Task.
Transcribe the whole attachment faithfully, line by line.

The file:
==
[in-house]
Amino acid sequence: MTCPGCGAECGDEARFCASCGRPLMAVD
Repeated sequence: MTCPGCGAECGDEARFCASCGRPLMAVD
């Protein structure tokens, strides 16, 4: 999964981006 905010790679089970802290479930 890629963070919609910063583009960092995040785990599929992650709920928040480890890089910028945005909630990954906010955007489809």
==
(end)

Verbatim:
[in-house]
Amino acid sequence: MTCPGCGAECGDEARFCASCGRPLMAVD
Repeated sequence: MTCPGCGAECGDEARFCASCGRPLMAVD
């Protein structure tokens, strides 16, 4: 999964981006 905010790679089970802290479930 890629963070919609910063583009960092995040785990599929992650709920928040480890890089910028945005909630990954906010955007489809």